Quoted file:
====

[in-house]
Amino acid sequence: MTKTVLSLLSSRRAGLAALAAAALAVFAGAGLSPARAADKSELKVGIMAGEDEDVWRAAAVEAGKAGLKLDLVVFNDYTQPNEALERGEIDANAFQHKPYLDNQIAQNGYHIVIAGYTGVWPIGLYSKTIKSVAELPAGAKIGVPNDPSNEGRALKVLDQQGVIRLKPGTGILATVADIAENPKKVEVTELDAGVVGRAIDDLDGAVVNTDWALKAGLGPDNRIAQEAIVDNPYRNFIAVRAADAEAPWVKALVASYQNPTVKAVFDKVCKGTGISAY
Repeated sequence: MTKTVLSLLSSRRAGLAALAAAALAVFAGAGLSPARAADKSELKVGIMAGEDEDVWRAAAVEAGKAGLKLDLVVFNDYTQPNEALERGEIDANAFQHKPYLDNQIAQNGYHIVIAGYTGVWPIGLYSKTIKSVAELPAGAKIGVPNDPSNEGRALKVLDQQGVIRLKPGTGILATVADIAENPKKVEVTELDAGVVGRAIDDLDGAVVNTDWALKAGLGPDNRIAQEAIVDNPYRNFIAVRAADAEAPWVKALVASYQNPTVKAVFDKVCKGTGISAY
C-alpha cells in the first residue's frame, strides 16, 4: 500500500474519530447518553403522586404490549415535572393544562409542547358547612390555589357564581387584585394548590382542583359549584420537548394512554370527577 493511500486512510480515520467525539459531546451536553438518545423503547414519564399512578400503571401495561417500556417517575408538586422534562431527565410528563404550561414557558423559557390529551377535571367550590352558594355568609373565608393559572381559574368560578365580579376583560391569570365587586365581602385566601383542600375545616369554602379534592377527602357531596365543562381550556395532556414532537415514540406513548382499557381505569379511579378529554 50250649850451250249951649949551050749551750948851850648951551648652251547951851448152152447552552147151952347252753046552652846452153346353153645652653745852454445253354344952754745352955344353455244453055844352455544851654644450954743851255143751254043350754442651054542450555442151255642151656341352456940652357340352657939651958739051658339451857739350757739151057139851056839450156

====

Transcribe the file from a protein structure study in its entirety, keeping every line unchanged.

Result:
[in-house]
Amino acid sequence: MTKTVLSLLSSRRAGLAALAAAALAVFAGAGLSPARAADKSELKVGIMAGEDEDVWRAAAVEAGKAGLKLDLVVFNDYTQPNEALERGEIDANAFQHKPYLDNQIAQNGYHIVIAGYTGVWPIGLYSKTIKSVAELPAGAKIGVPNDPSNEGRALKVLDQQGVIRLKPGTGILATVADIAENPKKVEVTELDAGVVGRAIDDLDGAVVNTDWALKAGLGPDNRIAQEAIVDNPYRNFIAVRAADAEAPWVKALVASYQNPTVKAVFDKVCKGTGISAY
Repeated sequence: MTKTVLSLLSSRRAGLAALAAAALAVFAGAGLSPARAADKSELKVGIMAGEDEDVWRAAAVEAGKAGLKLDLVVFNDYTQPNEALERGEIDANAFQHKPYLDNQIAQNGYHIVIAGYTGVWPIGLYSKTIKSVAELPAGAKIGVPNDPSNEGRALKVLDQQGVIRLKPGTGILATVADIAENPKKVEVTELDAGVVGRAIDDLDGAVVNTDWALKAGLGPDNRIAQEAIVDNPYRNFIAVRAADAEAPWVKALVASYQNPTVKAVFDKVCKGTGISAY
C-alpha cells in the first residue's frame, strides 16, 4: 500500500474519530447518553403522586404490549415535572393544562409542547358547612390555589357564581387584585394548590382542583359549584420537548394512554370527577 493511500486512510480515520467525539459531546451536553438518545423503547414519564399512578400503571401495561417500556417517575408538586422534562431527565410528563404550561414557558423559557390529551377535571367550590352558594355568609373565608393559572381559574368560578365580579376583560391569570365587586365581602385566601383542600375545616369554602379534592377527602357531596365543562381550556395532556414532537415514540406513548382499557381505569379511579378529554 50250649850451250249951649949551050749551750948851850648951551648652251547951851448152152447552552147151952347252753046552652846452153346353153645652653745852454445253354344952754745352955344353455244453055844352455544851654644450954743851255143751254043350754442651054542450555442151255642151656341352456940652357340352657939651958739051658339451857739350757739151057139851056839450156